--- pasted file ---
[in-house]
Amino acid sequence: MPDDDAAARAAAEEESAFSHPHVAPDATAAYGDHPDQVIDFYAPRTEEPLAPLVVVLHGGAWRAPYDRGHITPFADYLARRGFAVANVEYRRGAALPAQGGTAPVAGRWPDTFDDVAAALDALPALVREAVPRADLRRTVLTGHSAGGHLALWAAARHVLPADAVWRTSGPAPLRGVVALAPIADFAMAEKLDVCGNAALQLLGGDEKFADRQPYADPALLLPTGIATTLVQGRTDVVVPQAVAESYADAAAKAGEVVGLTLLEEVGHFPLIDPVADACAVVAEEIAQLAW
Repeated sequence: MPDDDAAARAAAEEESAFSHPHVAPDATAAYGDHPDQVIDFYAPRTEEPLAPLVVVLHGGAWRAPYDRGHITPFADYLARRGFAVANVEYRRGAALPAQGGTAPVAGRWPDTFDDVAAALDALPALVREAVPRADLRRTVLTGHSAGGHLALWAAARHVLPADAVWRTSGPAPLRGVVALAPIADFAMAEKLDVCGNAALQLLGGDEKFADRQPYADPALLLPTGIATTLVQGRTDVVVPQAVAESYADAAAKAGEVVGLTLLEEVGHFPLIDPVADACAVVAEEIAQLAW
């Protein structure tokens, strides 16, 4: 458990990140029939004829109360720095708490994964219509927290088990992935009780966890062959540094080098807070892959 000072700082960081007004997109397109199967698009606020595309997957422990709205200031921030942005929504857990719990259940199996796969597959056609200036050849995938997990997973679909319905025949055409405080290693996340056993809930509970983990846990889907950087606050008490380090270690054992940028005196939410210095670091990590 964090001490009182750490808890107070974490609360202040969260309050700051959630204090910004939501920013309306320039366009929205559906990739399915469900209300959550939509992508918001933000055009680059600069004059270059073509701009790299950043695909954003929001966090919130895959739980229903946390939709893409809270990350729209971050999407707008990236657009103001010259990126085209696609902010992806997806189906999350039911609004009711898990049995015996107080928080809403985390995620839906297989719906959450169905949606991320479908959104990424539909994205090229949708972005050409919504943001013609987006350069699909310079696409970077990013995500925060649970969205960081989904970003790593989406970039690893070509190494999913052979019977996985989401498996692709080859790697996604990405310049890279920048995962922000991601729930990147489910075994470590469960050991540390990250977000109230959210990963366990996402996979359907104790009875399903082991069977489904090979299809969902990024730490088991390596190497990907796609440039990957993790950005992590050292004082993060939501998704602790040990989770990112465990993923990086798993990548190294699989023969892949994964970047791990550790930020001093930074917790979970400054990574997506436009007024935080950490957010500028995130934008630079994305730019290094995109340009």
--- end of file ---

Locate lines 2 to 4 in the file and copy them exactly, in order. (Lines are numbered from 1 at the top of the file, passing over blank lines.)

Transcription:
Amino acid sequence: MPDDDAAARAAAEEESAFSHPHVAPDATAAYGDHPDQVIDFYAPRTEEPLAPLVVVLHGGAWRAPYDRGHITPFADYLARRGFAVANVEYRRGAALPAQGGTAPVAGRWPDTFDDVAAALDALPALVREAVPRADLRRTVLTGHSAGGHLALWAAARHVLPADAVWRTSGPAPLRGVVALAPIADFAMAEKLDVCGNAALQLLGGDEKFADRQPYADPALLLPTGIATTLVQGRTDVVVPQAVAESYADAAAKAGEVVGLTLLEEVGHFPLIDPVADACAVVAEEIAQLAW
Repeated sequence: MPDDDAAARAAAEEESAFSHPHVAPDATAAYGDHPDQVIDFYAPRTEEPLAPLVVVLHGGAWRAPYDRGHITPFADYLARRGFAVANVEYRRGAALPAQGGTAPVAGRWPDTFDDVAAALDALPALVREAVPRADLRRTVLTGHSAGGHLALWAAARHVLPADAVWRTSGPAPLRGVVALAPIADFAMAEKLDVCGNAALQLLGGDEKFADRQPYADPALLLPTGIATTLVQGRTDVVVPQAVAESYADAAAKAGEVVGLTLLEEVGHFPLIDPVADACAVVAEEIAQLAW
């Protein structure tokens, strides 16, 4: 458990990140029939004829109360720095708490994964219509927290088990992935009780966890062959540094080098807070892959 000072700082960081007004997109397109199967698009606020595309997957422990709205200031921030942005929504857990719990259940199996796969597959056609200036050849995938997990997973679909319905025949055409405080290693996340056993809930509970983990846990889907950087606050008490380090270690054992940028005196939410210095670091990590 964090001490009182750490808890107070974490609360202040969260309050700051959630204090910004939501920013309306320039366009929205559906990739399915469900209300959550939509992508918001933000055009680059600069004059270059073509701009790299950043695909954003929001966090919130895959739980229903946390939709893409809270990350729209971050999407707008990236657009103001010259990126085209696609902010992806997806189906999350039911609004009711898990049995015996107080928080809403985390995620839906297989719906959450169905949606991320479908959104990424539909994205090229949708972005050409919504943001013609987006350069699909310079696409970077990013995500925060649970969205960081989904970003790593989406970039690893070509190494999913052979019977996985989401498996692709080859790697996604990405310049890279920048995962922000991601729930990147489910075994470590469960050991540390990250977000109230959210990963366990996402996979359907104790009875399903082991069977489904090979299809969902990024730490088991390596190497990907796609440039990957993790950005992590050292004082993060939501998704602790040990989770990112465990993923990086798993990548190294699989023969892949994964970047791990550790930020001093930074917790979970400054990574997506436009007024935080950490957010500028995130934008630079994305730019290094995109340009």